Mystery Ship to Syria Raises Questions
The weekend report of a German-owned, Ukrainian-chartered ship carrying weapons to Syria should raise questions and alarm bells. Der Spiegel reported that the Atlantic Cruiser, owned by the German company Bockstiegel, had been chartered by the Ukrainian White Whale company to pick up Iranian-origin cargo in Djibouti. White Whale said the cargo was "mainly pumps and similar things," according to the German shipping agent. However, the ship was refused entry for refueling at the port of Limassol, Cyprus after the crew told the Cypriots that the cargo was "weapons and munitions." The Cruiser tried then to sail for Tartus, Syria, but it is currently sitting at sea.
Is the regime running out of bullets? This would account for Bashar al-Asad's agreement to Kofi Annan's ceasefire proposal. The proposal worked to the government's advantage in several ways, not least of which was leaving the al-Asad government in place. But clearly it has taken Assad more firepower and more time than he had planned to put down the insurrection. A few days or a week of respite would have permitted the regime to conserve ammunition until new supplies arrived. The last known ammunition shipment was from the Russians in January on a ship called The Chariot.
Who knew, who told? Somewhere between the chartering of the boat and the attempt to dock at Limassol, the nature of the cargo became clear -- munitions, not "pumps." Even if the crew knew what it had loaded in Djibouti, it would be highly unusual for a ship's captain to decide to contradict his manifest. (A German crew loaded Patriot missiles and propellant on a ship bound for an Asian country -- there was no proper paperwork, and the propellant was not properly packaged and labeled "fireworks," but the crew said nary a word until local Finnish dock workers alerted authorities while the ship was in port there.) Der Spiegel reports that "defectors from inside the Syrian government had learned of the delivery" and told the German charter company, which then pulled the plug on the illicit cargo.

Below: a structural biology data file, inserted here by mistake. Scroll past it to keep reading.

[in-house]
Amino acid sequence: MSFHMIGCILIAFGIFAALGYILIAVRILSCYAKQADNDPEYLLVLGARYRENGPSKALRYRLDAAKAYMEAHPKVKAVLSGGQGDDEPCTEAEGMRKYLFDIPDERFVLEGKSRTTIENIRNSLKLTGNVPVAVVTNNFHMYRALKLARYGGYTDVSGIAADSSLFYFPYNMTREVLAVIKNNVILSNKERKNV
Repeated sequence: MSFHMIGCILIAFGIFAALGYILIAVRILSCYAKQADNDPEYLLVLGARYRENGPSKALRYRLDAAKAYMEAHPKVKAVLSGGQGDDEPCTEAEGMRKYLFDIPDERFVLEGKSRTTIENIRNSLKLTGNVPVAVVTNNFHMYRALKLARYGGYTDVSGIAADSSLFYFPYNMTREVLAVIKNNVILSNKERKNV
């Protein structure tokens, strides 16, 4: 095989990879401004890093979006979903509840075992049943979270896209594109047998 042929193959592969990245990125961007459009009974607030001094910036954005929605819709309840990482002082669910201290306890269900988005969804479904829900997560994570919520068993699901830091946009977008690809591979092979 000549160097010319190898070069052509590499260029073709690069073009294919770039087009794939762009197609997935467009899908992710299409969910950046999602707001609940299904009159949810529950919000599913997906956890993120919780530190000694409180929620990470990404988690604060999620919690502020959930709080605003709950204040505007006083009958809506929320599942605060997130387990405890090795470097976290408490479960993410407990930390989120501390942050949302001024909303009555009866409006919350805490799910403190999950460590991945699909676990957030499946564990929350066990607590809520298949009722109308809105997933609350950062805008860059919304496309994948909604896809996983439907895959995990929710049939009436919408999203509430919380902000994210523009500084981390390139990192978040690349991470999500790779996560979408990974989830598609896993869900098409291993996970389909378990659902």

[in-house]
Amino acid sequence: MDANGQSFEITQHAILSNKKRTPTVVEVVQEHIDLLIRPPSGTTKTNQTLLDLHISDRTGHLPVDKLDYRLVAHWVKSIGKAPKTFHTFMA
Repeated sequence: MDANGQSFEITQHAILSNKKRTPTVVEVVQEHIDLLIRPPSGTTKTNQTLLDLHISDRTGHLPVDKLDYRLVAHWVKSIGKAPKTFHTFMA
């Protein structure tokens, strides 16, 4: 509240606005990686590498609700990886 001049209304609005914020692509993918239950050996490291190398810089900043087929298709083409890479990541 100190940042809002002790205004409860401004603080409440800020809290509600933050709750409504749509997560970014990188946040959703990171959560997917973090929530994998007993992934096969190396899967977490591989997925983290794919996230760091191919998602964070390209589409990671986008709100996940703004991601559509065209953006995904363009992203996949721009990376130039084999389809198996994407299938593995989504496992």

That would mean that not only are Syrian soldiers and officers defecting, but there are spies inside the Syrian government, willing to remain inside and use their knowledge against the regime.
How many more ships are there, and where are they headed? The sea lanes between Iran and the eastern Mediterranean Sea have been used for the transit of weapons primarily bound for Hamas and Hezb'allah. Over the years, Israel has -- often with U.S. assistance -- followed and boarded merchant ships illegally carrying weapons to its adversaries. About a year ago, the Iranian military ships Alvand and Kharg transferred an estimated 50 tons of weapons to The Victoria, which Israel intercepted and offloaded. The Karine A, the Santorini, the Francop, the Hansa India, the Monchegorsk, and scores of smaller ships have been intercepted. Investigative journalist Claudia Rosett followed The Chariot after it unloaded its admitted military cargo and then carried "Ukrainian generators" to Iran.
The outcome in this case is actually quite positive for those who desire the downfall of al-Asad (read, the civilized world). The idea that there are spies inside must further unsettle the regime, and the fact that al-Asad is becoming desperate for munitions will cheer the Free Syrian Army and the Syrian civilians who have been at the mercy of aggression that clearly rises to the level of war crimes.
But the West should be alarmed by the ease with which countries attempting to circumvent arms embargoes (Iran is forbidden both to import and to export but seems to be in the middle of both sets of transactions) have been able to put things in boxes, lie about the contents, and ship said boxes around the world. The Atlantic Cruiser was unmasked apparently by the work of inside agents, but certainly for every Alvand or Monchegorsk, there are ships that sail their dangerous cargoes to even more dangerous regimes.
One final thought. It used to be legitimate for countries to sell arms to Syria -- not nice, perhaps, but legitimate. Now, in recognition of changing conditions, it isn't. Other countries of the Middle East should be re-evaluated in light of changes in their governments, including some allies of the United States.
No mention of ships and weapons could be complete without asking about the Dutch-flagged MV Schippersgracht, which sailed from a U.S. Military terminal apparently carrying weapons to Egypt after the State Department waived U.S. Senate conditions on American military aid that could be used by the government against its civilian population.
Shoshana Bryen is senior director of The Jewish Policy Center. She was previously senior director for security policy at JINSA and author of JINSA Reports from 1995-2011.